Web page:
For Sale: Arctic Sovereignty?
How losing a Canadian satellite to the US would be like losing our eyes on the North
Stephen Harper boldly claims to be “passionately committed to protecting and defending” the North. “Canada has a choice when it comes to defending our sovereignty over the Arctic. We either use it or lose it,” he says. “Make no mistake; this government intends to use it.”
The prime minister certainly talks the talk. He’s challenged US Ambassador David Wilkins over the status of the Northwest Passage, and promised a deepwater port, a cold weather training centre, and up to eight ice-strengthened patrol vessels for the Canadian Forces. He’s even promised a $720-million icebreaker for the Canadian coast guard. Just the same, it’s easy to publicly berate a foreign emissary for electoral purposes; the port and buildings for the training centre already exist, and the shipbuilding contracts are not yet signed. Perhaps a clearer indication of Harper’s commitment to Arctic sovereignty lies in the government’s dealings with MacDonald, Dettwiler and Associates Ltd. of Richmond, BC.
In January, mda announced the sale of its space program to Alliant Techsystems (atk), a massive US arms manufacturer. The deal can be blocked, and in April the government, facing mounting opposition, issued an “initial rejection” letter saying that the sale would not be a “net benefit” to Canada. By Canadian law atk was granted thirty days to amend its offer. If the sale ultimately goes through, it will include the newly launched Radarsat-2 remote sensing satellite. Designed specifically with the Arctic in mind, it generates images of remarkably high definition, even at night and through clouds, and is the perfect tool for tracking ships and mapping sea ice, especially during the long, dark polar winter.
From 800 kilometres above the earth’s surface, Radarsat-2 can discern hydro lines, ocean currents, and even—rumour has it—the wakes of submerged submarines. With Arctic sea ice quickly disappearing, the Northwest Passage opening, and the arrival of foreign cargo ships just a question of time, losing Radarsat-2 would be like losing our eyes on the North. Roughly 40 percent of Canada is located in the Arctic, and this country boasts the world’s longest coastline—most of it in the North. The ability to detect and track ships from space, and measure ice thickness, is an essential complement to having the equipment and personnel to reach and board foreign vessels if necessary, and to chart the ongoing Arctic melt.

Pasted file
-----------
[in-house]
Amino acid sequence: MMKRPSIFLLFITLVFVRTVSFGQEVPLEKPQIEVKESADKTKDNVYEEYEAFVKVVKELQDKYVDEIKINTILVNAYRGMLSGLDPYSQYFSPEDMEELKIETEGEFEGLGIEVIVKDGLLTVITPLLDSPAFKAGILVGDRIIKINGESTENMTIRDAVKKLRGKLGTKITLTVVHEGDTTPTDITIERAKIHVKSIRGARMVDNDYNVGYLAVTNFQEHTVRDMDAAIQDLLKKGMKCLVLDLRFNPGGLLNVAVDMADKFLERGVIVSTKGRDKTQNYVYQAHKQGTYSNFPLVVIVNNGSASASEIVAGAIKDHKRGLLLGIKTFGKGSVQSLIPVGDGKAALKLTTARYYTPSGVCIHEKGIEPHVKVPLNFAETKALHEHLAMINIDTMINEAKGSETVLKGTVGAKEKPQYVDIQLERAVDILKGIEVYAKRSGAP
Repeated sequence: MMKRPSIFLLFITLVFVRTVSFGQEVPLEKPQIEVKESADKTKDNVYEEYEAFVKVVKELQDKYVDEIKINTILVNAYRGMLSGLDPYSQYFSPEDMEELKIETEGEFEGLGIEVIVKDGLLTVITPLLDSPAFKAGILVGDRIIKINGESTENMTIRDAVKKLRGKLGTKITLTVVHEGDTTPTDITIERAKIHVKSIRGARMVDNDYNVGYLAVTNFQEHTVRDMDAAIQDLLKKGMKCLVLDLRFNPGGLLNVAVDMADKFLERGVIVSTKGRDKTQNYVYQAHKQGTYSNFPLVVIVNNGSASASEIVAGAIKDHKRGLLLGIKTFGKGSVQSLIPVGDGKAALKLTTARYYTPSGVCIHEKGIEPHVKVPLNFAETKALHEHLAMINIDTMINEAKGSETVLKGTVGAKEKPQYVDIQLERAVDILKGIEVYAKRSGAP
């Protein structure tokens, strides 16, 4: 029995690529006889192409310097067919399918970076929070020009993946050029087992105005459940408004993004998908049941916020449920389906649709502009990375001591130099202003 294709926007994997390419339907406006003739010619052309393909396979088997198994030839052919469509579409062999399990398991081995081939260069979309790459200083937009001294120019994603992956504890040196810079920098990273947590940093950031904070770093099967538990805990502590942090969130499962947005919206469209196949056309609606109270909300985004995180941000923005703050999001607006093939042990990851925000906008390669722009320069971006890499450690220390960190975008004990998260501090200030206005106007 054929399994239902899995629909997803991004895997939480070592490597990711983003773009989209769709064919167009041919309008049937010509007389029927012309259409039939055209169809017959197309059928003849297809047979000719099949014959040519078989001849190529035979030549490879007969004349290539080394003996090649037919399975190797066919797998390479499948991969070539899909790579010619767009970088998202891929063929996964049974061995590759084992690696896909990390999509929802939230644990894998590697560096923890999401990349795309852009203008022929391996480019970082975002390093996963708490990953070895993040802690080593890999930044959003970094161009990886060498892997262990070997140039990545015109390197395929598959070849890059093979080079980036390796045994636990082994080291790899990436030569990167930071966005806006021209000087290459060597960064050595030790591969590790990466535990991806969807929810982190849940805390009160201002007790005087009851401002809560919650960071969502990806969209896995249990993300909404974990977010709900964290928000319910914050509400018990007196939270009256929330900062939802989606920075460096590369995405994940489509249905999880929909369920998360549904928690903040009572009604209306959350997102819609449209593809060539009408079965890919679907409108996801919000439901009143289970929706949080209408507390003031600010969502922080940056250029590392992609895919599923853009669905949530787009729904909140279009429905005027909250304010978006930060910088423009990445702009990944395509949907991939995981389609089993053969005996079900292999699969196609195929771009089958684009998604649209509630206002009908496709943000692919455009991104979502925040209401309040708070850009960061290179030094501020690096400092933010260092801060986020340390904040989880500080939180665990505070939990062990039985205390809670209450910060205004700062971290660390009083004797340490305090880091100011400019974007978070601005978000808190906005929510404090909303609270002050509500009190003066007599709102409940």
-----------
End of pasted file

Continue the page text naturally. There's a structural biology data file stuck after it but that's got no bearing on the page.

Radarsat-2 was developed through a public-private partnership between mda and the Canadian Space Agency, with taxpayers contributing $445 million (about 85 percent) of the total cost. It was a sweet deal for the company, and president and ceo Daniel Friedmann predicted that Radarsat-2 would, over its seven-year projected lifespan, generate up to $1 billion in revenue for mda. But the anticipated benefits for Canada were also significant. The government obtained the right to Radarsat-2 imagery of a value equivalent to its financial contribution, and, more important, acquired “shutter control”—the ability to restrict the kinds of images downloaded from the satellite for reasons of national security—as well as “priority access” in cases of emergency, such as forest fires, oil spills, or suspect vessels entering Canada’s North.
This shutter control and priority access are now at stake. If mda’s space program is sold to atk, the US will most likely replace Canada as the licensing authority for Radarsat-2. Ottawa will lose the ability to control the satellite and commandeer it in emergencies, which could enable it to be used in ways that might well contradict our interests. Suppose the US sends a ship into the Northwest Passage without Canada’s consent. Or that it attacks Iran in the absence of UN authorization or a truly imminent threat. In both instances, Radarsat-2 imagery would facilitate American law-breaking. (atk says it will abide by all existing contracts.)
Even if Canada were to remain the licensing authority and notionally retain control, this could break down after the satellite was sold. Suppose Canada wanted priority access for Arctic sovereignty purposes just as a crisis was developing between the US and Russia. The Pentagon would likely want all of the satellite’s airtime, and atk might well acquiesce. After all, the US government is already atk’s principal customer, buying vast quantities of small arms ammunition, land mines, cluster bombs, and depleted uranium shells, as well as rocket engines for nuclear missiles and missile defence interceptors from the company.